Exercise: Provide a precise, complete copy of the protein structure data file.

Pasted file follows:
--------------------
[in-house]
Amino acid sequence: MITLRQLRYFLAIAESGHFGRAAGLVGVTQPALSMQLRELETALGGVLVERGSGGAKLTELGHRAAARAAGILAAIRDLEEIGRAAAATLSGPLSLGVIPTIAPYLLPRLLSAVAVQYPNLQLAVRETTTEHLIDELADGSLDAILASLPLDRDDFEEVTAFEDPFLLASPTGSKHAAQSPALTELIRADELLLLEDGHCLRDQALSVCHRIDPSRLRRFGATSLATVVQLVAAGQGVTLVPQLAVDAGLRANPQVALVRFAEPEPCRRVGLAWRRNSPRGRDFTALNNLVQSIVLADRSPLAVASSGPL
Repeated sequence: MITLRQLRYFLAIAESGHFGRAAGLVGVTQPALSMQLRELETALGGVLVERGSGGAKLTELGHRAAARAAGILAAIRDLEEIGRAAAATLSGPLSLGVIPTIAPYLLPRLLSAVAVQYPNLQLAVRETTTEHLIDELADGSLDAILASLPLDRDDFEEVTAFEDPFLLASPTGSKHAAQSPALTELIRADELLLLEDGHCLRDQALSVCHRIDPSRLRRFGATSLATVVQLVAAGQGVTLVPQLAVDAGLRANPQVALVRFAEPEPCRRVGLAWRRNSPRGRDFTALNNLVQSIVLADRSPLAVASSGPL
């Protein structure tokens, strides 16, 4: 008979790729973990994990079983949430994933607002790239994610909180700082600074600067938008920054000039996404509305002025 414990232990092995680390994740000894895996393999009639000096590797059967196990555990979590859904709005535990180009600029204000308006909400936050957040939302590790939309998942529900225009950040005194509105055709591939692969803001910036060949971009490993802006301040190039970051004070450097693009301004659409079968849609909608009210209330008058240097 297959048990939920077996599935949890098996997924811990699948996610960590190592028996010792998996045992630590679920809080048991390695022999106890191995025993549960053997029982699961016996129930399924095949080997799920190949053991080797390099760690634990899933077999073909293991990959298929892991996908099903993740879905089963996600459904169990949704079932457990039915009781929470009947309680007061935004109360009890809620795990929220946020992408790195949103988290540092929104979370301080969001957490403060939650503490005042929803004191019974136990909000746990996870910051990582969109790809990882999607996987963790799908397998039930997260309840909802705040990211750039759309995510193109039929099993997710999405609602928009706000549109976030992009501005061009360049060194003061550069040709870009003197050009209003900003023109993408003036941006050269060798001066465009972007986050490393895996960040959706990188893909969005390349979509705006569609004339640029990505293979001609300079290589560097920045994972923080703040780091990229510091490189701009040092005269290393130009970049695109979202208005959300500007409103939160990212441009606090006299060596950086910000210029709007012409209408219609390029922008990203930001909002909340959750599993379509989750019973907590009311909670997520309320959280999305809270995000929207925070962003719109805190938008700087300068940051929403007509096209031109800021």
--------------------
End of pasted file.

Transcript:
[in-house]
Amino acid sequence: MITLRQLRYFLAIAESGHFGRAAGLVGVTQPALSMQLRELETALGGVLVERGSGGAKLTELGHRAAARAAGILAAIRDLEEIGRAAAATLSGPLSLGVIPTIAPYLLPRLLSAVAVQYPNLQLAVRETTTEHLIDELADGSLDAILASLPLDRDDFEEVTAFEDPFLLASPTGSKHAAQSPALTELIRADELLLLEDGHCLRDQALSVCHRIDPSRLRRFGATSLATVVQLVAAGQGVTLVPQLAVDAGLRANPQVALVRFAEPEPCRRVGLAWRRNSPRGRDFTALNNLVQSIVLADRSPLAVASSGPL
Repeated sequence: MITLRQLRYFLAIAESGHFGRAAGLVGVTQPALSMQLRELETALGGVLVERGSGGAKLTELGHRAAARAAGILAAIRDLEEIGRAAAATLSGPLSLGVIPTIAPYLLPRLLSAVAVQYPNLQLAVRETTTEHLIDELADGSLDAILASLPLDRDDFEEVTAFEDPFLLASPTGSKHAAQSPALTELIRADELLLLEDGHCLRDQALSVCHRIDPSRLRRFGATSLATVVQLVAAGQGVTLVPQLAVDAGLRANPQVALVRFAEPEPCRRVGLAWRRNSPRGRDFTALNNLVQSIVLADRSPLAVASSGPL
């Protein structure tokens, strides 16, 4: 008979790729973990994990079983949430994933607002790239994610909180700082600074600067938008920054000039996404509305002025 414990232990092995680390994740000894895996393999009639000096590797059967196990555990979590859904709005535990180009600029204000308006909400936050957040939302590790939309998942529900225009950040005194509105055709591939692969803001910036060949971009490993802006301040190039970051004070450097693009301004659409079968849609909608009210209330008058240097 297959048990939920077996599935949890098996997924811990699948996610960590190592028996010792998996045992630590679920809080048991390695022999106890191995025993549960053997029982699961016996129930399924095949080997799920190949053991080797390099760690634990899933077999073909293991990959298929892991996908099903993740879905089963996600459904169990949704079932457990039915009781929470009947309680007061935004109360009890809620795990929220946020992408790195949103988290540092929104979370301080969001957490403060939650503490005042929803004191019974136990909000746990996870910051990582969109790809990882999607996987963790799908397998039930997260309840909802705040990211750039759309995510193109039929099993997710999405609602928009706000549109976030992009501005061009360049060194003061550069040709870009003197050009209003900003023109993408003036941006050269060798001066465009972007986050490393895996960040959706990188893909969005390349979509705006569609004339640029990505293979001609300079290589560097920045994972923080703040780091990229510091490189701009040092005269290393130009970049695109979202208005959300500007409103939160990212441009606090006299060596950086910000210029709007012409209408219609390029922008990203930001909002909340959750599993379509989750019973907590009311909670997520309320959280999305809270995000929207925070962003719109805190938008700087300068940051929403007509096209031109800021």